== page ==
If A-Rod remains healthy, is there a role for Lowell as a DH? While Lowell is (or was) being used in Boston as a DH against LHP, in his career he has OPS’d .797 against righthanders, so he doesn’t exactly have Marcus Thames type splits. That .797 OPS of course came primarily as a strong fielding 3rd baseman, and not a DH, so there was a ton of value in that type of offensive production. Could you bring in Lowell as a backup at the corners, and give him 60-70% of the at-bats at DH? You could still work Posada in at DH, and have Thames (or now Huffman) DH against lefties. If you are comfortable with Ramiro Pena in the OF, you can send Kevin Russo to Scranton. If you are comfortable with Russo at SS, you can send Pena down. If bringing in Lowell would provide enough of an upgrade, you can make it work roster-wise.
To address my second and third yes votes above, why would Lowell be happy as a part-time player in New York if he’s not happy in Boston? Lowell, frankly, has been bitter since soon after resigning with the Sox after the 2007 World Series. He took a hometown discount as the Phillies were offering him a longer deal, but Lowell wanted to stay with the Sox and took fewer years and total dollars. It wasn’t long before the rumors started about the Sox acquiring new players that would have pushed Lowell out of his starting role. This displeasure was strongly evident when the Sox made the hard push to sign Mark Teixeira after the 2008 season, which would have moved Kevin Youkilis to 3B, and Lowell on the trade block. Lowell was pissed. After winning the World Series MVP and taking a hometown discount, he felt he deserved better. Lowell’s feelings were only compounded this offseason when the Sox signed Adrian Beltre (after many Adrian Gonzalez rumors) to play 3rd, pushing Lowell to the bench. This, a nearly two-year-old chip on his shoulder, just might be enough for Lowell to not only accept a reduced role for another team, but also to do it for the Yankees, just to spite the Red Sox.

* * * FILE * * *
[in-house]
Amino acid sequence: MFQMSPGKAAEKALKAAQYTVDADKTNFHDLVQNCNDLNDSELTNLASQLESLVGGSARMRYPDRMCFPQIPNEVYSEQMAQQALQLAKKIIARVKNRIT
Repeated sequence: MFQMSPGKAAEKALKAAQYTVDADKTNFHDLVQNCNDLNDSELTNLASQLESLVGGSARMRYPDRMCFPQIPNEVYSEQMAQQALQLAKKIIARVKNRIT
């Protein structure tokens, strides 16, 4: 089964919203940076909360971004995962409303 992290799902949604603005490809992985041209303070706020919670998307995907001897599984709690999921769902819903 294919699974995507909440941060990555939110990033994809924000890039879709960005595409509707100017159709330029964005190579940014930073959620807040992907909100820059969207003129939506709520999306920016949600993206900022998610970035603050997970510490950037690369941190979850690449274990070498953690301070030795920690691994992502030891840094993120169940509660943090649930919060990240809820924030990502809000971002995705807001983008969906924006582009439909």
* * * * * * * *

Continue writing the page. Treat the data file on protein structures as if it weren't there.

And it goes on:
There are a lot more questions than answers, and at the end of the day I don’t think the Sox will cut Lowell knowing that he could end up in pinstripes. We don’t know whether Lowell can play even a passable 3rd base anymore. He was terrible in 2009, but was struggling with a major hip injury. We don’t know how much is left in his bat; in 2008 and 2009 he was about league average, and he has just 74 ABs this year. We don’t know if he would consider a part-time role — or any role — with the Yankees. If the Yankees had the opportunity to get Lowell for the minimum, I think it’s something they would have to look into, and see if they can catch lightning in a bottle. If not, they can cut him themselves, no harm, no foul.
For more of my work head over to Mystique and Aura.
Yesterday I listed Brian Cashman’s three most lopsided trades. Those, of course, all fell in his favor. Yet he’s not immune from the bad trade. His blunders aren’t as great as his successes — it’s tough to make up the wins he gained by acquiring Alex Rodriguez, Bobby Abreu, and Nick Swisher — but he’s still lost on a number of deals. Here are the trades that cost the Yankees the most in terms of WAR.
(Note: Since many of the deals happened before 2002, I’ll use the historical WAR database to determine the values.)